12. Various shots, Under-Secretary-General for Humanitarian Affairs Valerie Amos and delegation walking in IDP camp and waste treatment centre
STORYLINE
Two years after Haiti was struck by an earthquake of unprecedented magnitude, the country has made slow but remarkable progress in several areas including reconstruction and moving people out of camps.

According to the United Nations Development Programme (UNDP), 50 percent of debris has been removed, out of which 20 percent has been recycled. 500 “red houses” considered uninhabitable, have been demolished.

The Resident and Humanitarian Coordinator of the United Nations System in Haiti Nigel Fischer said there are now “a million people less in the camps than there was in July of 2010.”

Haiti’s capital, Port-au-Prince was the epicentre of the 7.0 Magnitude earthquake of 12 January 2010. At least 225,000 people were killed, more than 300,000 injured and 2, 3 million, almost one quarter of the population, displaced

Fischer said that 100,000 of those displaced have gone to new transitional houses and an estimated 30,000 permanent houses “have been built or repaired."

The humanitarian official noted that "100 percent” of the 4.5 billion pledged in March 2010 for development and reconstruction “have been earmarked for programmes, which means that they are not going to disappear.”

He added that around 54 percent has actually been disbursed to projects and the rest is waiting to be disbursed.

Fischer pointed out that progress can be seen “in the industrial zone in the North East of the country, in the hundreds of km of roads that have been paved, in the new housing starts, the increased numbers of children in schools compared to before the earthquake, or the investment in healthcare.”

The Government lost thousands of civil servants and most of its key infrastructures were in ruins after the earthquake. 102 United Nations staff also died in the collapse of the UN Stabilization Mission in Haiti (MINUSTAH) Headquarters and other buildings.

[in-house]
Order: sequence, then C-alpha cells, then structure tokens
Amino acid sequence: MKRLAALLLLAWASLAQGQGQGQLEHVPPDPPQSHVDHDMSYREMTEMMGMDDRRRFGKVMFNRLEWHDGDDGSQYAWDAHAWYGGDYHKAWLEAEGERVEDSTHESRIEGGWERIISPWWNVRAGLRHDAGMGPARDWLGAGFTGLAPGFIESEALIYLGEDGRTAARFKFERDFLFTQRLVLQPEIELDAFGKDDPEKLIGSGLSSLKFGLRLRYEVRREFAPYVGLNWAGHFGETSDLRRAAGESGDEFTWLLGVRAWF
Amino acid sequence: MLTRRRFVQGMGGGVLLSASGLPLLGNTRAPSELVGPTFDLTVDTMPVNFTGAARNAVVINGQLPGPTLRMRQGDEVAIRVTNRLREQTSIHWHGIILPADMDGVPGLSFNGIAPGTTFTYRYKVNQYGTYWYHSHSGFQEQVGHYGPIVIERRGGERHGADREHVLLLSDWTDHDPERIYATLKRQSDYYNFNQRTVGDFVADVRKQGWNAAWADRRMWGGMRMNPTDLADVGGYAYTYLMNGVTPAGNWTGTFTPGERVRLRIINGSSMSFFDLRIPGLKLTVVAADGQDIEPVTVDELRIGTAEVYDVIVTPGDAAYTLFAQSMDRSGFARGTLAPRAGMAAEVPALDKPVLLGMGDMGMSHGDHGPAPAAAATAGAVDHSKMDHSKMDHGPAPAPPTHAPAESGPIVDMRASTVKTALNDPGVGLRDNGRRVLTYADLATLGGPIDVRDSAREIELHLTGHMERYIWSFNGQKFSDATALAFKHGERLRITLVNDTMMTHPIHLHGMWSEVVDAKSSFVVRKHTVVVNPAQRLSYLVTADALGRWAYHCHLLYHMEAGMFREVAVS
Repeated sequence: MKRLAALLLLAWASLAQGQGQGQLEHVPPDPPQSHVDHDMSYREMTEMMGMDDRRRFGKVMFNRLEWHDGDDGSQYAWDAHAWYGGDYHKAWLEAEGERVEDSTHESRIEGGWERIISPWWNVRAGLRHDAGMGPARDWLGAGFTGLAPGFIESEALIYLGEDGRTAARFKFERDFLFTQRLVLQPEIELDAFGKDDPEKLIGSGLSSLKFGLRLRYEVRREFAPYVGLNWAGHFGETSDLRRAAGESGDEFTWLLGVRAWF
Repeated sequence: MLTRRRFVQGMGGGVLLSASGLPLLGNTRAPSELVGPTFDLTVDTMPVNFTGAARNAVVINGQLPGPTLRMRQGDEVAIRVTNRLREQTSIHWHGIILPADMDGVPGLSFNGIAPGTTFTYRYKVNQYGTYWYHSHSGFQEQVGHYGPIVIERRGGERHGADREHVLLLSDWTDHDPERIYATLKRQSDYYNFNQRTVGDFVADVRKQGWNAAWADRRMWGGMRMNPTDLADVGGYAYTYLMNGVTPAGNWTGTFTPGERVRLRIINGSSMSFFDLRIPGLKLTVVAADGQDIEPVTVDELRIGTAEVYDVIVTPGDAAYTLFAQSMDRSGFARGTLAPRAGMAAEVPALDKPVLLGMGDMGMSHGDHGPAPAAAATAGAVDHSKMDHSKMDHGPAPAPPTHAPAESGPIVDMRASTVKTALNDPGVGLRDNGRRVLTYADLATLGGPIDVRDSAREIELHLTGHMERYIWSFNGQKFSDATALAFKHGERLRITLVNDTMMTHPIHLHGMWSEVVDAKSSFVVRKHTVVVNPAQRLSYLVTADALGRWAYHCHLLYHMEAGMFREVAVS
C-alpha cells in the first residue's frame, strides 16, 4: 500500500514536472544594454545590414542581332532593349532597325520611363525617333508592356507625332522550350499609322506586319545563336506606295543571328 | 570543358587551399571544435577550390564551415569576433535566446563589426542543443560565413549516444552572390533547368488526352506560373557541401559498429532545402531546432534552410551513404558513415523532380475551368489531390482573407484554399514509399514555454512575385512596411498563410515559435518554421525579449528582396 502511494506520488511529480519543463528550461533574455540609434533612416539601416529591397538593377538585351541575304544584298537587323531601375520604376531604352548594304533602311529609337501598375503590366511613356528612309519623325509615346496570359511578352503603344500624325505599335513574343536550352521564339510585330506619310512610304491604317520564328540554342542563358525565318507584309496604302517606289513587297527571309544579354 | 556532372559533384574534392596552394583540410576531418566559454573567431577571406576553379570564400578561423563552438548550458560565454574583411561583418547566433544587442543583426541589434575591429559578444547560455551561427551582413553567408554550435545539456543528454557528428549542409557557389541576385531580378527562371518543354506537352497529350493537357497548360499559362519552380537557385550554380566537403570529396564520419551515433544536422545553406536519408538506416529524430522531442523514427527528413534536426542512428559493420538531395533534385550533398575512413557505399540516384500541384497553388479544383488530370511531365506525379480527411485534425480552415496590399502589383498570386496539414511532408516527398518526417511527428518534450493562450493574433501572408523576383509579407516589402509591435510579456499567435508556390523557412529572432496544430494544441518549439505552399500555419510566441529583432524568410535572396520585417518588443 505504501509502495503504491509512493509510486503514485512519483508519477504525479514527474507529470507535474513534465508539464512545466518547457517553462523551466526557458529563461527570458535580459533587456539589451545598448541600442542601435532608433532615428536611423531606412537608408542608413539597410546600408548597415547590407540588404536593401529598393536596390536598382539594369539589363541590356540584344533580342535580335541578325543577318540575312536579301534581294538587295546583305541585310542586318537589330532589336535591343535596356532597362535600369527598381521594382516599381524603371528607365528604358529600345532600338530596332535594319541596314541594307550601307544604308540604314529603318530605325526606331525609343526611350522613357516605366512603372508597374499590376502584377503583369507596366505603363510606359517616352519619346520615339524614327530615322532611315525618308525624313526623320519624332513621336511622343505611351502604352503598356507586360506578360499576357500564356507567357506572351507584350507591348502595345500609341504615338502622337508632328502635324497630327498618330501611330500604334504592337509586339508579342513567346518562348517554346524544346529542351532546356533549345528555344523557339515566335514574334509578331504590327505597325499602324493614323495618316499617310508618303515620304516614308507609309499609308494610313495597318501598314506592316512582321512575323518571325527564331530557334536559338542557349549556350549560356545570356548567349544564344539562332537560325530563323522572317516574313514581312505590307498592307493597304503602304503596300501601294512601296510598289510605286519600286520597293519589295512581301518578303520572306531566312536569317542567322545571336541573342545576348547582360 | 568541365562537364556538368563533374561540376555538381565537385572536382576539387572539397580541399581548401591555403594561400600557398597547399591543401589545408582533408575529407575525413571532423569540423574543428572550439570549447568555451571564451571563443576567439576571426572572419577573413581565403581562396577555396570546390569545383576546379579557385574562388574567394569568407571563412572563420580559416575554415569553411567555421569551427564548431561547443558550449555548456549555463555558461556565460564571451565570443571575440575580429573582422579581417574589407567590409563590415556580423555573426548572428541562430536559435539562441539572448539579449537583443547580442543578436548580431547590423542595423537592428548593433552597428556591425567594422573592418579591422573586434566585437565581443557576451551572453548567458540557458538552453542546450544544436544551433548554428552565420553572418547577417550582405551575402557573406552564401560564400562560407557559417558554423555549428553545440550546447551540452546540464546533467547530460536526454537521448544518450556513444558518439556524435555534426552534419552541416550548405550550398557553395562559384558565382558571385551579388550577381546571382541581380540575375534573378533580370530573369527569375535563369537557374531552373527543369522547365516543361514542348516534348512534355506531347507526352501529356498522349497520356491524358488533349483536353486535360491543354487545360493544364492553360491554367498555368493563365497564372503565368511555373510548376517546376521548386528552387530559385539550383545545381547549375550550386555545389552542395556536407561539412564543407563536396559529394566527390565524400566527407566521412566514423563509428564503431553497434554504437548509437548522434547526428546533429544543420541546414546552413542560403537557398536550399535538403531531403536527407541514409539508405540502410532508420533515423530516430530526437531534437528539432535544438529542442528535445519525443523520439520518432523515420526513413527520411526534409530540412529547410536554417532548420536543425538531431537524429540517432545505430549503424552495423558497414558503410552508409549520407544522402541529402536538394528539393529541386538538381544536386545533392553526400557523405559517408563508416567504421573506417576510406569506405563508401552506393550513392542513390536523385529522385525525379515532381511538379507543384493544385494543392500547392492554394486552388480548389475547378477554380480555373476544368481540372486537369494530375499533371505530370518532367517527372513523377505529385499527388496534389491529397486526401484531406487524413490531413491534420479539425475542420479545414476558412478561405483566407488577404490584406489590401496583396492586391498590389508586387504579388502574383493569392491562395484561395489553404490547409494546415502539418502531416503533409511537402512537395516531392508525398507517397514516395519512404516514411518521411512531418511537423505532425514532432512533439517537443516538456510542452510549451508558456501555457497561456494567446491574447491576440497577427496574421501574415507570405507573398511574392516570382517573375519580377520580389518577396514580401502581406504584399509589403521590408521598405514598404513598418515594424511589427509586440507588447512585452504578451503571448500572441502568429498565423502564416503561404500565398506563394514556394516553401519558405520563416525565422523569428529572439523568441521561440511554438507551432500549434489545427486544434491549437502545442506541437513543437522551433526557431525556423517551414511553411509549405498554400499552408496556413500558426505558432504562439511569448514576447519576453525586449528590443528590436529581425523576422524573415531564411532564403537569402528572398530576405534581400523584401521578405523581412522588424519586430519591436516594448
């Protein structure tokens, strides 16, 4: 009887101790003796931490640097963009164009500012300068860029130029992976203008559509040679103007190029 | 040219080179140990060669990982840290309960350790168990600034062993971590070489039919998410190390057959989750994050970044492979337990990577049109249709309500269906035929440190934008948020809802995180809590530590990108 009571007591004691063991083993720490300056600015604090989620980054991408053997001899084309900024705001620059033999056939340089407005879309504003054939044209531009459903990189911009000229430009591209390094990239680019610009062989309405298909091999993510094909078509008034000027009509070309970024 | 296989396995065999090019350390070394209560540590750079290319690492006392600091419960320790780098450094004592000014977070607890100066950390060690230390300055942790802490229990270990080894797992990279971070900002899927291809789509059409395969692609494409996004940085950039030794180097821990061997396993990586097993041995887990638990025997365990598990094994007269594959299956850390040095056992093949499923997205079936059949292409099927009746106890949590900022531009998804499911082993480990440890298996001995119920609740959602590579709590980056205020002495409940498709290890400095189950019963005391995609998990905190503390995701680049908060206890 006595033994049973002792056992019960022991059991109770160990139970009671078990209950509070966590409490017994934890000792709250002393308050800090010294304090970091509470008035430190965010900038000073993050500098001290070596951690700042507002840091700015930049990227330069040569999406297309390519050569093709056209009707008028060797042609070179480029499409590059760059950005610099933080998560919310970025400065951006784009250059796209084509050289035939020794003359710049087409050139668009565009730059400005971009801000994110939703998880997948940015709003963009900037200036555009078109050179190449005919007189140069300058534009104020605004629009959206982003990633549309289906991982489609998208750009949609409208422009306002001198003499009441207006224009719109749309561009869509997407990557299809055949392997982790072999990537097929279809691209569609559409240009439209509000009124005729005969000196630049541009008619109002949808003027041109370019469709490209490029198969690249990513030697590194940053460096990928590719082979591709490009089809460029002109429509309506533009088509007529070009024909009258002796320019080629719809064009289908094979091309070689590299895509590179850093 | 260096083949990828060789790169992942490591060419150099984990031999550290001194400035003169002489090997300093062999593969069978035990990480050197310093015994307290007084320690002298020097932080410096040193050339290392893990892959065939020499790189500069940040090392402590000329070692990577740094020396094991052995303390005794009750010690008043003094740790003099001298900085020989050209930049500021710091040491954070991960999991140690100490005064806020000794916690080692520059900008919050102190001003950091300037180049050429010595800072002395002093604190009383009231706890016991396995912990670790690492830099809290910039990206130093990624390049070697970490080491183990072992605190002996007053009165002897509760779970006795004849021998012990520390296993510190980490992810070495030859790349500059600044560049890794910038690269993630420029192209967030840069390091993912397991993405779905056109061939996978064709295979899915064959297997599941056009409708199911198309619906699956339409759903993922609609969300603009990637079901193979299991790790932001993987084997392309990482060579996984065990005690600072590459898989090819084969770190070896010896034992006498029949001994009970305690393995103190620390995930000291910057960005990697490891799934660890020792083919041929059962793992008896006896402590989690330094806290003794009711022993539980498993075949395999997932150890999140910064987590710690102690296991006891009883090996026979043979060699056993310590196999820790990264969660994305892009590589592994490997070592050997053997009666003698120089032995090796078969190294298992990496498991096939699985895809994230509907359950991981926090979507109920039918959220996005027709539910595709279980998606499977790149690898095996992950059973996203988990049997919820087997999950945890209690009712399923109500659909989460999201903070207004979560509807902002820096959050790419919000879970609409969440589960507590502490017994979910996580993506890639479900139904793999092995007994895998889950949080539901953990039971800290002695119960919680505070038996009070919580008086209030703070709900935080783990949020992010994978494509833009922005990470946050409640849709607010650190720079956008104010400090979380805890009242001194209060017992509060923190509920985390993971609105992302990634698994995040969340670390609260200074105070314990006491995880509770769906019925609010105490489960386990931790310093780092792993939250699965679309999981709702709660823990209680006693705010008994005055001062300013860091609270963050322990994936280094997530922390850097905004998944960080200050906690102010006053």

Since the earthquake, MINUSTAH has provided security for the distribution of humanitarian assistance to some 4.3 million Haitians and helped provide temporary shelter to 1.5 million people. MINUSTAH has also played a key role in securing Haiti’s urban areas and internally displaced people (IDP) camps.

Fischer said that looking forward, one of the main challenges will be "how do we start to transfer the functions, the programs that we are performing today to Haitian counterparts” and stressed that “it is through building Haitian institutions at the end of the day that we will be able to see a lessening in numbers of International organizations that are here."

On October 14, 2011, the UN Security Council adopted Resolution 2012 which extends by one year the Mission’s mandate and decides the reduction of its authorized military and police personnel from 12,502 to 10,600. Accordingly, military troops are brought down from 8,940 to 7,340 and police from 4,391 to 3,241, as recommended by UN Secretary-general Ban Ki-moon in his report dated August 25, 2011.